Vítor Gaspar, Director of the IMF’s Department of Financial Affairs, described 2021 as “a very unusual year” © James Lawler Duggan/Reuters
According to IMF data released on Monday, global debt as a share of output fell last year by the most in at least 70 years as economies recovered from their sudden slowdown in 2020 and inflation soared jumped.
The ratio of global public and private debt to gross domestic product fell 10 percentage points in 2021 after rising 29 points the year before, according to data from the IMF’s global debt database released on Monday.
The figures show how massive government bailouts of pandemic-stricken economies not only fueled growth but also global inflation on a scale not seen in decades.
Last year’s decline was the sharpest since the IMF’s data series began in 1950 and followed the largest rise since records began a year earlier. It brought global debt to 247 percent of global GDP in 2021, compared to 228 percent of GDP in 2019, the IMF said.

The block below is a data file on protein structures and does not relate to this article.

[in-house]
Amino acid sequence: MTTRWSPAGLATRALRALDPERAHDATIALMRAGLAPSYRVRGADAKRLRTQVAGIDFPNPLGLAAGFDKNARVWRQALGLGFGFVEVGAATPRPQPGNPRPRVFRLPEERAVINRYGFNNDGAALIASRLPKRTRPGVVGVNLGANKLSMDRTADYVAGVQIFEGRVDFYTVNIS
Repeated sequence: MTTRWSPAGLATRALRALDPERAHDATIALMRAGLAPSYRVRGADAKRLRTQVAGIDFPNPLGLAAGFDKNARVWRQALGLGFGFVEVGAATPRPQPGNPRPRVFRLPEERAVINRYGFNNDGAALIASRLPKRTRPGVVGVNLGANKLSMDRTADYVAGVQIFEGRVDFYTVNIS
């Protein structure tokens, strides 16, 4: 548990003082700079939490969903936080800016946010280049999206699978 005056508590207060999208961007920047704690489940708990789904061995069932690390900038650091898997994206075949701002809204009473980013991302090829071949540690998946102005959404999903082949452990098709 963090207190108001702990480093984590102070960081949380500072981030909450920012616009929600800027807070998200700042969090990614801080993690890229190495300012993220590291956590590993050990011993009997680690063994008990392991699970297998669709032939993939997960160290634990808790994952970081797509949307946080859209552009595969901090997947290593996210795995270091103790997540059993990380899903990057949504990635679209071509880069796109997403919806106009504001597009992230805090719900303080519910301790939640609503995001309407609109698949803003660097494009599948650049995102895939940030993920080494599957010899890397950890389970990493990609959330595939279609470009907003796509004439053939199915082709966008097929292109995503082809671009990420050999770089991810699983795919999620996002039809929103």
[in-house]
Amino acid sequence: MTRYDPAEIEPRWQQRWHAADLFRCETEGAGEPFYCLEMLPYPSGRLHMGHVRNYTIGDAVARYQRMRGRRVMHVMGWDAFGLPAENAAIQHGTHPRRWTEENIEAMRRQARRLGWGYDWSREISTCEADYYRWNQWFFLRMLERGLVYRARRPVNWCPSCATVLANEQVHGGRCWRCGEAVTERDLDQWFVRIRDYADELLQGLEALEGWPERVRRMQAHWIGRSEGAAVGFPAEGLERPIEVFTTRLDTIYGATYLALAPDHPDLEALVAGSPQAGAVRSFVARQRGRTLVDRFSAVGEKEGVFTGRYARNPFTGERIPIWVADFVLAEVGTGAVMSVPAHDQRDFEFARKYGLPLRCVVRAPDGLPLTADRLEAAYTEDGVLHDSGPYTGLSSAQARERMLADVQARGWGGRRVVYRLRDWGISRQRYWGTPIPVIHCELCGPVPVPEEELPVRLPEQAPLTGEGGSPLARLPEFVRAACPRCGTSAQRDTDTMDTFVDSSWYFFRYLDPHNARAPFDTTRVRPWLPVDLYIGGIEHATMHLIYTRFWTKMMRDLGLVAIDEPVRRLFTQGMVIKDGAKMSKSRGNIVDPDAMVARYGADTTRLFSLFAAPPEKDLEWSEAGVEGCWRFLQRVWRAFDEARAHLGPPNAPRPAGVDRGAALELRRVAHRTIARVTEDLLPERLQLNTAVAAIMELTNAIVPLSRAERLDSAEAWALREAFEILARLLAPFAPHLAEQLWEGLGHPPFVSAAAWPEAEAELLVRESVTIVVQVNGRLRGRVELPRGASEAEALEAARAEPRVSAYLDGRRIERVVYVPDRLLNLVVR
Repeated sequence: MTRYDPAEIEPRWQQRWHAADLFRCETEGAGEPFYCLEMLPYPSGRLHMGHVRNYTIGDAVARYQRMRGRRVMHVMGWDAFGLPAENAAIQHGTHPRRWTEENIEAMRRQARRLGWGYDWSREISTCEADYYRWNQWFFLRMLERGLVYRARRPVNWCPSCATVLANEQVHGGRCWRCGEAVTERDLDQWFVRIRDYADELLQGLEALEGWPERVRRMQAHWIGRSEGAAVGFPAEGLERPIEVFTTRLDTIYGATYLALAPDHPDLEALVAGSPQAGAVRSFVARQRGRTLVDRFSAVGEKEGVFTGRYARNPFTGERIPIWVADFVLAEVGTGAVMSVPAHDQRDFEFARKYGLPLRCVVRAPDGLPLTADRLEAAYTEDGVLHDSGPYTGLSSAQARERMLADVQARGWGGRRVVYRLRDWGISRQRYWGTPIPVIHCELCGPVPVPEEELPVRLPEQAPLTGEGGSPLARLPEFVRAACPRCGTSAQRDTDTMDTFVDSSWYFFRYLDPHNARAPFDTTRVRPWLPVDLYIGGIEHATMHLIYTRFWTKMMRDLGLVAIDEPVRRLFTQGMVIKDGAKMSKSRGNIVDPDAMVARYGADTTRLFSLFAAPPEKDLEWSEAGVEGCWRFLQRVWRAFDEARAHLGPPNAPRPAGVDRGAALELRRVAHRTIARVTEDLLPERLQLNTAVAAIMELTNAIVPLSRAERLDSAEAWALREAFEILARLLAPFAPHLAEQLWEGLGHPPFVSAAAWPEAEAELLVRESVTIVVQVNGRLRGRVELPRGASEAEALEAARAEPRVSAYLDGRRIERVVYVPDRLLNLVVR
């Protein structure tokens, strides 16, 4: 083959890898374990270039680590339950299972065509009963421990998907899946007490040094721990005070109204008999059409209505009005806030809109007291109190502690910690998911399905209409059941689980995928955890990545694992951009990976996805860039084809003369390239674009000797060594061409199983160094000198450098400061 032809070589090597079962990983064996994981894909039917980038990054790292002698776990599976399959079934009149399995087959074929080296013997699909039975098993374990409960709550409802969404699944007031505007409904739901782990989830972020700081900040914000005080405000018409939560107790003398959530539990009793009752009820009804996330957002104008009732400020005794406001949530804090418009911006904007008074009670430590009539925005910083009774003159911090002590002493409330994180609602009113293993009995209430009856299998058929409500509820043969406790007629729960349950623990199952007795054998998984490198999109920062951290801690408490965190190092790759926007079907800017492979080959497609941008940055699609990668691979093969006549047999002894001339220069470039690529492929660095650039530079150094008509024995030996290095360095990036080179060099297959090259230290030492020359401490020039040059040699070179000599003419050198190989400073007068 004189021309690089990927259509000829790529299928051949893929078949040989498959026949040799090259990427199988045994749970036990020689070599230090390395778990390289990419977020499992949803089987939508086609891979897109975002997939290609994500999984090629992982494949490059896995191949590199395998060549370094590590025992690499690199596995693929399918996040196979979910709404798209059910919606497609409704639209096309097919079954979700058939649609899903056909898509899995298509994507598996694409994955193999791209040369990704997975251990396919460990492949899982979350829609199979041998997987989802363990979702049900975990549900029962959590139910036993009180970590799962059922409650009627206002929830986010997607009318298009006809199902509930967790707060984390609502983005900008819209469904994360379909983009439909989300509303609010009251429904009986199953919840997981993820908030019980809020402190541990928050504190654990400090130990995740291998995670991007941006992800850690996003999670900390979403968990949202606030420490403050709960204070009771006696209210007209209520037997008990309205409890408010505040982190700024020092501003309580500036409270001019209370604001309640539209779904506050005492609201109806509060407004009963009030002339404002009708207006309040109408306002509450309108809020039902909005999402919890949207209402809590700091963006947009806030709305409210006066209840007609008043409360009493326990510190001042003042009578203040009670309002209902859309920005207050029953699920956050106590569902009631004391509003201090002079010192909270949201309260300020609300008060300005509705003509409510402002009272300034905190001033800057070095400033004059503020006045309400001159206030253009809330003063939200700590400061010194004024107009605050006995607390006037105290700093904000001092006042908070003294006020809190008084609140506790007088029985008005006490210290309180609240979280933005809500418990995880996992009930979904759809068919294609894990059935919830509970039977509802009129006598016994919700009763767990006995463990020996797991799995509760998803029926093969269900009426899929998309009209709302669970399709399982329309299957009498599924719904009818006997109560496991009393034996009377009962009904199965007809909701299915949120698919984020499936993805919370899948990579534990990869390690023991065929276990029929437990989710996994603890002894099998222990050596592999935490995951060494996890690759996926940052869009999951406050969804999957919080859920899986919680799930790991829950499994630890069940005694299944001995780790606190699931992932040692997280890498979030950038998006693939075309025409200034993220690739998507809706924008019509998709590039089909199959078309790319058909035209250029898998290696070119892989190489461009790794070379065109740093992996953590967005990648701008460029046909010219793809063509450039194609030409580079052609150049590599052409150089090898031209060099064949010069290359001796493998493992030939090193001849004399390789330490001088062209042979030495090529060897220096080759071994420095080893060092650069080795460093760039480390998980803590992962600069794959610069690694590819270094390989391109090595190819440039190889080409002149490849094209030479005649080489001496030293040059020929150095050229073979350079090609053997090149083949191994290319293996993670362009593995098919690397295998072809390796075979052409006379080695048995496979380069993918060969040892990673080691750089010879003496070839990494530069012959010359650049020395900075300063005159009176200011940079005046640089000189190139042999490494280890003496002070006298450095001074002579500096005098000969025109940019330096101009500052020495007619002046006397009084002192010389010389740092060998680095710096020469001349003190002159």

The decline was almost entirely driven by the recovery in growth and rising prices. Together, these two factors caused the debt-to-GDP ratio of the G20 group of the world’s largest economies to fall by 9.5 percentage points.
In dollar terms, the world’s total public and private debt rose slightly to an all-time high of $235 trillion, the fund added. As a percentage of GDP, debt is likely to stabilize in 2023 after another modest decline this year as the global economy slows, the fund said.
Describing 2021 as “a very unusual year,” Vítor Gaspar, Director of the IMF’s Department of Financial Affairs, added: “As we enter 2023, the world outlook will be dominated by the need to tackle high inflation, accompanied by much higher ones real interest rates and reduces risk tolerance, particularly for countries with perceived weaker fundamentals.”